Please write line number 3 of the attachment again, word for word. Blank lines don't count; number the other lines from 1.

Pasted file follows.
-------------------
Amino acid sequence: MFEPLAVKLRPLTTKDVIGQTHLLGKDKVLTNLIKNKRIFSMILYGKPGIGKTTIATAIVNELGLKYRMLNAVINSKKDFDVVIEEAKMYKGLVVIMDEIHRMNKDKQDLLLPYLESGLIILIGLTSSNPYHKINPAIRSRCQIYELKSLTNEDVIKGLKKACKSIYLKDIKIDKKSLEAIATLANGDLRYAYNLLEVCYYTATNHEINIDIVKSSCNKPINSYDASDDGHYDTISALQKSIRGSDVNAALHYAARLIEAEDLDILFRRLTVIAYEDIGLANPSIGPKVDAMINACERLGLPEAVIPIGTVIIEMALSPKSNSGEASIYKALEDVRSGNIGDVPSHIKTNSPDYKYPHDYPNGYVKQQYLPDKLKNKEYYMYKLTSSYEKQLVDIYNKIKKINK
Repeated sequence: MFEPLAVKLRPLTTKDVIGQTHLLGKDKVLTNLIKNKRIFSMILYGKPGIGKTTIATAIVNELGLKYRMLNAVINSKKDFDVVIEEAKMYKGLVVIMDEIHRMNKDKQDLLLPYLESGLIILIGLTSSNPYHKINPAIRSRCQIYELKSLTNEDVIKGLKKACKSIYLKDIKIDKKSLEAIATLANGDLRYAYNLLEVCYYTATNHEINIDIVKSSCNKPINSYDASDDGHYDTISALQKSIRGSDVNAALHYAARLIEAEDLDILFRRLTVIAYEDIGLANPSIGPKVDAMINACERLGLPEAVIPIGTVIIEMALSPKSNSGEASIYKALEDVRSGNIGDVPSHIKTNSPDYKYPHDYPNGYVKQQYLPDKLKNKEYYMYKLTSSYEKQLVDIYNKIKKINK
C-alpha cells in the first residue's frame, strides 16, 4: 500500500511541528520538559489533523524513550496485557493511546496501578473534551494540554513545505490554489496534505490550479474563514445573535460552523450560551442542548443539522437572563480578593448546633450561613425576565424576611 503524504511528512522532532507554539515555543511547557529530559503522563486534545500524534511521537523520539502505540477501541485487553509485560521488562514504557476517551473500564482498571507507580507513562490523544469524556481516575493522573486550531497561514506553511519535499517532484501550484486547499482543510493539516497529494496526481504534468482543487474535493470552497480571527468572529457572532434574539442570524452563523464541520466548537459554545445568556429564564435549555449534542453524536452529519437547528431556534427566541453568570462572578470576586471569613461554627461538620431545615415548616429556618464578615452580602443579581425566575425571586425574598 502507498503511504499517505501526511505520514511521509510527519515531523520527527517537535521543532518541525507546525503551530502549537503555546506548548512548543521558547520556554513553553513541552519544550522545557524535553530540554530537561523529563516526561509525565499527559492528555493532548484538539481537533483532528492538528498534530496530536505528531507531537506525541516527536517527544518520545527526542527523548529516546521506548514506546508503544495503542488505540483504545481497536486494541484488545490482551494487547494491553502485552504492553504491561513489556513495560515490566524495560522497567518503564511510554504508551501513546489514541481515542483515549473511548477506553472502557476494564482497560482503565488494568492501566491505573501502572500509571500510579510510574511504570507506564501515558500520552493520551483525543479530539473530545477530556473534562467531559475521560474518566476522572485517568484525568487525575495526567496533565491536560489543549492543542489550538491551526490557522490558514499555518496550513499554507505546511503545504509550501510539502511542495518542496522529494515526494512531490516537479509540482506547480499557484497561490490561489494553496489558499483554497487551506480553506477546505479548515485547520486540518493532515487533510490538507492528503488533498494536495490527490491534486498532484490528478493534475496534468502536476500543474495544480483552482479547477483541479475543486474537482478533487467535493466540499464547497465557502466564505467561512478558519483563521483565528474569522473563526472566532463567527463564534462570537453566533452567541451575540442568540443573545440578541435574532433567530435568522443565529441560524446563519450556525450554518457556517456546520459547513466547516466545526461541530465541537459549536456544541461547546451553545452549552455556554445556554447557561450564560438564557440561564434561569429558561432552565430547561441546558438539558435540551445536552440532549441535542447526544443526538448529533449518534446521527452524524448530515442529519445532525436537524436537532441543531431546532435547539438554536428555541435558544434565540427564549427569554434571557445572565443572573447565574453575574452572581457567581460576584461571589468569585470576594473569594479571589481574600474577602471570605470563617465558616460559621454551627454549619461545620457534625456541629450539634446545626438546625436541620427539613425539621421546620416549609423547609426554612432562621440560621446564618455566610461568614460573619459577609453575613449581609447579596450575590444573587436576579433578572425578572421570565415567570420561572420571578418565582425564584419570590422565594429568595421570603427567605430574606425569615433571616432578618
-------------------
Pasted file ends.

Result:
C-alpha cells in the first residue's frame, strides 16, 4: 500500500511541528520538559489533523524513550496485557493511546496501578473534551494540554513545505490554489496534505490550479474563514445573535460552523450560551442542548443539522437572563480578593448546633450561613425576565424576611 503524504511528512522532532507554539515555543511547557529530559503522563486534545500524534511521537523520539502505540477501541485487553509485560521488562514504557476517551473500564482498571507507580507513562490523544469524556481516575493522573486550531497561514506553511519535499517532484501550484486547499482543510493539516497529494496526481504534468482543487474535493470552497480571527468572529457572532434574539442570524452563523464541520466548537459554545445568556429564564435549555449534542453524536452529519437547528431556534427566541453568570462572578470576586471569613461554627461538620431545615415548616429556618464578615452580602443579581425566575425571586425574598 502507498503511504499517505501526511505520514511521509510527519515531523520527527517537535521543532518541525507546525503551530502549537503555546506548548512548543521558547520556554513553553513541552519544550522545557524535553530540554530537561523529563516526561509525565499527559492528555493532548484538539481537533483532528492538528498534530496530536505528531507531537506525541516527536517527544518520545527526542527523548529516546521506548514506546508503544495503542488505540483504545481497536486494541484488545490482551494487547494491553502485552504492553504491561513489556513495560515490566524495560522497567518503564511510554504508551501513546489514541481515542483515549473511548477506553472502557476494564482497560482503565488494568492501566491505573501502572500509571500510579510510574511504570507506564501515558500520552493520551483525543479530539473530545477530556473534562467531559475521560474518566476522572485517568484525568487525575495526567496533565491536560489543549492543542489550538491551526490557522490558514499555518496550513499554507505546511503545504509550501510539502511542495518542496522529494515526494512531490516537479509540482506547480499557484497561490490561489494553496489558499483554497487551506480553506477546505479548515485547520486540518493532515487533510490538507492528503488533498494536495490527490491534486498532484490528478493534475496534468502536476500543474495544480483552482479547477483541479475543486474537482478533487467535493466540499464547497465557502466564505467561512478558519483563521483565528474569522473563526472566532463567527463564534462570537453566533452567541451575540442568540443573545440578541435574532433567530435568522443565529441560524446563519450556525450554518457556517456546520459547513466547516466545526461541530465541537459549536456544541461547546451553545452549552455556554445556554447557561450564560438564557440561564434561569429558561432552565430547561441546558438539558435540551445536552440532549441535542447526544443526538448529533449518534446521527452524524448530515442529519445532525436537524436537532441543531431546532435547539438554536428555541435558544434565540427564549427569554434571557445572565443572573447565574453575574452572581457567581460576584461571589468569585470576594473569594479571589481574600474577602471570605470563617465558616460559621454551627454549619461545620457534625456541629450539634446545626438546625436541620427539613425539621421546620416549609423547609426554612432562621440560621446564618455566610461568614460573619459577609453575613449581609447579596450575590444573587436576579433578572425578572421570565415567570420561572420571578418565582425564584419570590422565594429568595421570603427567605430574606425569615433571616432578618